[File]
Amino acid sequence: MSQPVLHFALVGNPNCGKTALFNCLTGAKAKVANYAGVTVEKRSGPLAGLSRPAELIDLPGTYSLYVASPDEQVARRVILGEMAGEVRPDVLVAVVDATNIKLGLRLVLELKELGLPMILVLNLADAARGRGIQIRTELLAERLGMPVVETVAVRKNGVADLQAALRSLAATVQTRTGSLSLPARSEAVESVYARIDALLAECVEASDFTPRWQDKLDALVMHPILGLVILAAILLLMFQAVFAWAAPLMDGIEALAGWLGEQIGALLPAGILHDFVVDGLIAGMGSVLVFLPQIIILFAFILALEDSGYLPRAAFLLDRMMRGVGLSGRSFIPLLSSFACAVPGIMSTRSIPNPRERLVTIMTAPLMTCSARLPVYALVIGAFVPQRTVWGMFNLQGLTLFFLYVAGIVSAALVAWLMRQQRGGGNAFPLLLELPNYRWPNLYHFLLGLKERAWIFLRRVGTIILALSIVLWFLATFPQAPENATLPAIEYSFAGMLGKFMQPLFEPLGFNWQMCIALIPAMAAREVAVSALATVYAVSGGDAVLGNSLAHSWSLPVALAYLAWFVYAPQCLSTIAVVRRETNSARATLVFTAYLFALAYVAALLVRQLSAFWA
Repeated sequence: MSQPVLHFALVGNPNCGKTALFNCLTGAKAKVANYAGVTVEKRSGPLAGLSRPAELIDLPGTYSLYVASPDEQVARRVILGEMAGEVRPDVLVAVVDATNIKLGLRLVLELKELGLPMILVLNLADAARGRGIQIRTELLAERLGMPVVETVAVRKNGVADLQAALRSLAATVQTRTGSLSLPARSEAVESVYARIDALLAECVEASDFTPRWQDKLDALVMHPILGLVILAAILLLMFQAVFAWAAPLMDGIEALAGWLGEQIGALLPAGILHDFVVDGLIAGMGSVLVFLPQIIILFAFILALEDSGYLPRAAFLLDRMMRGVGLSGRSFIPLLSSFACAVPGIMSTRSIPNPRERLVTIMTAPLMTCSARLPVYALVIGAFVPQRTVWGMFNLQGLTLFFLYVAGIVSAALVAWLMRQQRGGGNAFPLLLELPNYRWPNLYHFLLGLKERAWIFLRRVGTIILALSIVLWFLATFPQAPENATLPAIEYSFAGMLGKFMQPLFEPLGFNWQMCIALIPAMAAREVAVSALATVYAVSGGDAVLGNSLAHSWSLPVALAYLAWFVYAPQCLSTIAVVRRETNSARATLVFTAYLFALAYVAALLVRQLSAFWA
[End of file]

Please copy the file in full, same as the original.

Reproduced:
Amino acid sequence: MSQPVLHFALVGNPNCGKTALFNCLTGAKAKVANYAGVTVEKRSGPLAGLSRPAELIDLPGTYSLYVASPDEQVARRVILGEMAGEVRPDVLVAVVDATNIKLGLRLVLELKELGLPMILVLNLADAARGRGIQIRTELLAERLGMPVVETVAVRKNGVADLQAALRSLAATVQTRTGSLSLPARSEAVESVYARIDALLAECVEASDFTPRWQDKLDALVMHPILGLVILAAILLLMFQAVFAWAAPLMDGIEALAGWLGEQIGALLPAGILHDFVVDGLIAGMGSVLVFLPQIIILFAFILALEDSGYLPRAAFLLDRMMRGVGLSGRSFIPLLSSFACAVPGIMSTRSIPNPRERLVTIMTAPLMTCSARLPVYALVIGAFVPQRTVWGMFNLQGLTLFFLYVAGIVSAALVAWLMRQQRGGGNAFPLLLELPNYRWPNLYHFLLGLKERAWIFLRRVGTIILALSIVLWFLATFPQAPENATLPAIEYSFAGMLGKFMQPLFEPLGFNWQMCIALIPAMAAREVAVSALATVYAVSGGDAVLGNSLAHSWSLPVALAYLAWFVYAPQCLSTIAVVRRETNSARATLVFTAYLFALAYVAALLVRQLSAFWA
Repeated sequence: MSQPVLHFALVGNPNCGKTALFNCLTGAKAKVANYAGVTVEKRSGPLAGLSRPAELIDLPGTYSLYVASPDEQVARRVILGEMAGEVRPDVLVAVVDATNIKLGLRLVLELKELGLPMILVLNLADAARGRGIQIRTELLAERLGMPVVETVAVRKNGVADLQAALRSLAATVQTRTGSLSLPARSEAVESVYARIDALLAECVEASDFTPRWQDKLDALVMHPILGLVILAAILLLMFQAVFAWAAPLMDGIEALAGWLGEQIGALLPAGILHDFVVDGLIAGMGSVLVFLPQIIILFAFILALEDSGYLPRAAFLLDRMMRGVGLSGRSFIPLLSSFACAVPGIMSTRSIPNPRERLVTIMTAPLMTCSARLPVYALVIGAFVPQRTVWGMFNLQGLTLFFLYVAGIVSAALVAWLMRQQRGGGNAFPLLLELPNYRWPNLYHFLLGLKERAWIFLRRVGTIILALSIVLWFLATFPQAPENATLPAIEYSFAGMLGKFMQPLFEPLGFNWQMCIALIPAMAAREVAVSALATVYAVSGGDAVLGNSLAHSWSLPVALAYLAWFVYAPQCLSTIAVVRRETNSARATLVFTAYLFALAYVAALLVRQLSAFWA